To give one example, current campaigns encourage school education to include lesbian, gay and bisexual agendas. The aim is to empower girls and raise boys’ awareness of sexism. We could achieve these same goals – and many more - through a broader education about gender and sexual diversity.

For example, education about the range of sexual experiences (including attraction to different genders, enjoyment of different practices, and having different levels of sexual desire) could benefit not just young people who aren’t heterosexual. It could also help all young people to understand that there are (often safer) alternatives to penis-in-vagina sex, and that it is okay to want sex and to not want sex, and to have all kinds of desires. This could enable them to communicate more openly and consensually about sex, and to respect it when they find that other people have different types and levels of sexual interest to themselves.

Education about diverse genders could not only benefit trans and non-binary young people, enabling them to find ways of making sense of their experience and articulating it to others. It could also help everyone to understand the ways in which narrow gender roles restrict their possibilities, and help them to find ways of experiencing and expressing their genders that don’t limit them (whatever their gender) or constrain others. Such an approach would also lend itself to exploring how sexuality and gender intersect with other aspects of experience (e.g. race, class, ethnicity, age, and religion), and how oppressive systems function across all of these areas.

Education is just one example. A gender and sexual diversity approach approach also has a great deal of value in terms of how we address gender and sexuality in relation to health, crime, the workplace, and media representations. And it is particularly appropriate in relation to international campaigns where we are often working with cultures who do not understand gender or sexuality in a binary manner anyway (otherwise attempts at feminist and LGBT+ rights interventions risk enforcing compliance with a western understanding of these things in a very problematic way).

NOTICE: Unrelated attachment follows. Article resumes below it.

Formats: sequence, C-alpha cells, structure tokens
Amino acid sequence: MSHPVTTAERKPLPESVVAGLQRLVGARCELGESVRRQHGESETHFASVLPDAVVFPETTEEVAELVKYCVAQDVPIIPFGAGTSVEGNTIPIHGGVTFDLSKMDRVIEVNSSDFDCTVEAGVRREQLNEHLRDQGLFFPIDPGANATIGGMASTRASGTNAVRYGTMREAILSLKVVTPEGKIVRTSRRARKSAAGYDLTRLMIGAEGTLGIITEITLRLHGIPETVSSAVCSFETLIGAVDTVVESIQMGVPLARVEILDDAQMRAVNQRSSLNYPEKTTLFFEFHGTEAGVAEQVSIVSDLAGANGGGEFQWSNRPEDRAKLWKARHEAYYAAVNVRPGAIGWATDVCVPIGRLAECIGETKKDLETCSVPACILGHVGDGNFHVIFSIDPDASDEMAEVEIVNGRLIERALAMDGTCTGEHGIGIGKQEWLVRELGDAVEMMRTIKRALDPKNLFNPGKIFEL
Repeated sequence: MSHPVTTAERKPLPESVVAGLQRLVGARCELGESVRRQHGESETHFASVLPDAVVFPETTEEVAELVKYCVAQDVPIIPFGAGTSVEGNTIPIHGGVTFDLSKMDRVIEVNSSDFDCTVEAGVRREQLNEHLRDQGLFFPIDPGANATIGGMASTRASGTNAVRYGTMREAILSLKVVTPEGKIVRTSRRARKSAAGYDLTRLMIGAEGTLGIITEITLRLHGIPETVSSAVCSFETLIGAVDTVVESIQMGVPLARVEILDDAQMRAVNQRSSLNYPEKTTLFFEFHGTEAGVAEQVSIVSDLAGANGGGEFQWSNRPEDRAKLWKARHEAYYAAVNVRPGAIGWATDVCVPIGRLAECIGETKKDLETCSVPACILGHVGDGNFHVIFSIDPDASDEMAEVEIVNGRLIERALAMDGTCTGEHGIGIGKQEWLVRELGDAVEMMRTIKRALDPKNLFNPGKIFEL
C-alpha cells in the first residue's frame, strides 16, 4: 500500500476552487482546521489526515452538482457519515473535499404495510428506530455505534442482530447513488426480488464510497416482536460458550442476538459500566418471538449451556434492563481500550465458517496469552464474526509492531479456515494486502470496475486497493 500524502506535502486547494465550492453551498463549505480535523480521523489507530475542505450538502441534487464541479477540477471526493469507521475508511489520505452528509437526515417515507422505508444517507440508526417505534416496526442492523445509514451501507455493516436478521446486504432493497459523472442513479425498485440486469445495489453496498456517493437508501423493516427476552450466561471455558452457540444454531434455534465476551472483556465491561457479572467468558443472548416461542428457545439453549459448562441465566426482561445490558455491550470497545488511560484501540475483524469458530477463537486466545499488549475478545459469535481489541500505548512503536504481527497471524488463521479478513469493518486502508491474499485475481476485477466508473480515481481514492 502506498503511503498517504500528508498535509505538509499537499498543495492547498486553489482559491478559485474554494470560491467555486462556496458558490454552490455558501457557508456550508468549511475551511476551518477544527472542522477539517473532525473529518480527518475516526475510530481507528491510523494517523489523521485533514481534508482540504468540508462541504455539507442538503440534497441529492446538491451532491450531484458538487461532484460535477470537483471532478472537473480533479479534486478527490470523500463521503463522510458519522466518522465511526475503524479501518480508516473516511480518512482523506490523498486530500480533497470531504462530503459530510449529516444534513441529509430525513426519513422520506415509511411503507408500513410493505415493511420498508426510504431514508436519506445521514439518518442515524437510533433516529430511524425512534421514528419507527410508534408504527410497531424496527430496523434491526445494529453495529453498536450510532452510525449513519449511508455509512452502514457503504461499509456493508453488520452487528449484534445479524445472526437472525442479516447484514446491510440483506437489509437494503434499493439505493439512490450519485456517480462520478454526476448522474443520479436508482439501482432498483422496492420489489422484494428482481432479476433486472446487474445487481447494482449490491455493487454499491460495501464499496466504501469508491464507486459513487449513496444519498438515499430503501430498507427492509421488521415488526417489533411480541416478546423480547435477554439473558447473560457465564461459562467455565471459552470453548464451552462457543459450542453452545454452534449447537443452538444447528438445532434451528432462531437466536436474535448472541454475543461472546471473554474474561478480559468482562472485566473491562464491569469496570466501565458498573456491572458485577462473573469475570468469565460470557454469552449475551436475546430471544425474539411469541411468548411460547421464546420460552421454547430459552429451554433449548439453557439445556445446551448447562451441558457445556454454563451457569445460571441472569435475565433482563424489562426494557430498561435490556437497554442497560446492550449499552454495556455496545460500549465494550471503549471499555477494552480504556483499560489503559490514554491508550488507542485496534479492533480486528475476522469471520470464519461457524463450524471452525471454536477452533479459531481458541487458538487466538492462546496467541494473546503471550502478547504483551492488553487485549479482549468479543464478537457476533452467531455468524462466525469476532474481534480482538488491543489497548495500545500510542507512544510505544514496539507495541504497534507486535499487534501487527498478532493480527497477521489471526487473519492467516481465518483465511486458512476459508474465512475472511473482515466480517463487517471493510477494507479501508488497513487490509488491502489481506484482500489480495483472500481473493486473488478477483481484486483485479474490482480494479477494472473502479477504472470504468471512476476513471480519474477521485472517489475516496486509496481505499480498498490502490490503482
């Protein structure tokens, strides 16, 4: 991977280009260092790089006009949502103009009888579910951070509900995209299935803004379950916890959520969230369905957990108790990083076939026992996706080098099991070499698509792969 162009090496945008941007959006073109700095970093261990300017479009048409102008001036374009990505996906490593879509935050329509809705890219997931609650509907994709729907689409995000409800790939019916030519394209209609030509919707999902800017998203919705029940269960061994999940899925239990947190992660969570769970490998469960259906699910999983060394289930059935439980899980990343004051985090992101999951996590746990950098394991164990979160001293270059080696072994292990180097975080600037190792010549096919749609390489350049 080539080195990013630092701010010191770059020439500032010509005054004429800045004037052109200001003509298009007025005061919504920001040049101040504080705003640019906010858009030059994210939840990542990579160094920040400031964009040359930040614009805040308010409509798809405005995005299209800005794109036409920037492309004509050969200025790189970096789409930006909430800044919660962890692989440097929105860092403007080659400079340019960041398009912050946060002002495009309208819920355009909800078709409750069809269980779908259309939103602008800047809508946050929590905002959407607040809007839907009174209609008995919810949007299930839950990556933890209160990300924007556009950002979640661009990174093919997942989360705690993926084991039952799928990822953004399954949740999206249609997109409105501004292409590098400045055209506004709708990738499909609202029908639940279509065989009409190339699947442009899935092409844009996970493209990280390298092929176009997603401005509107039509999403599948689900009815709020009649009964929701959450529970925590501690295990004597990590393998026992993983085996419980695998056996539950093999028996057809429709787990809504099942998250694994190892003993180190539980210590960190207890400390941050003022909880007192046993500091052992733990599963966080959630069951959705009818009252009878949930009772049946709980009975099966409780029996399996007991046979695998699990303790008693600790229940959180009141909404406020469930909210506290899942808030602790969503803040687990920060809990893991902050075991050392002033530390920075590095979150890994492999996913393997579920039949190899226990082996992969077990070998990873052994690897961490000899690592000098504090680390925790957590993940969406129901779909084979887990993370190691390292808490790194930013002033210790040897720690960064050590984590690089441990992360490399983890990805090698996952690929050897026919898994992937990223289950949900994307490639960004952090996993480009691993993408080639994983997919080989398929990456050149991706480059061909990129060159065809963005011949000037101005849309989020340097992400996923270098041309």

It is understandable that some feminists and LGBT campaigners are fearful of returning to the underlying assumptions of their movements and changing them. This would involve challenging how they’ve been doing things in some radical ways, and it is really hard not to be invested in the ways we’ve been seeing the world and fighting for our rights for so long.

But I think there is a real possibility that, far from undermining our movements, such an approach could give them more strength and power than they’ve ever had before. Research suggests that between one and ten percent of people identify as LGBT (depending on which study you read), and probably similar numbers identify as a feminist. However, well over a third of people experience attraction to more than one gender, or find that their attraction is not tied to a person’s gender but is about other things, or don’t experience sexual attraction at all.

Young people now use terms other than straight, gay, lesbian or bisexual to identify their sexuality. And young people are using a wide variety of terms to capture their gender experience.

If we come from a starting point of gender and sexual diversity, we open up our movements to all of these folk as well as to those who identify explicitly as LGBT or as feminist. With numbers like that we could really change the world.

You can read a fuller version of this article on openDemocracy.

This blog post is part of Society Matters. The blog seeks to inform, stimulate and challenge our understanding of this changing world and of our humbling role within it. Find out more about the blog and the team.
Want to know more about studying social sciences with The Open University? Visit the Social Sciences faculty site.

Please note: The opinions expressed in Society Matters posts are those of the individual authors, and do not represent the views of The Open University.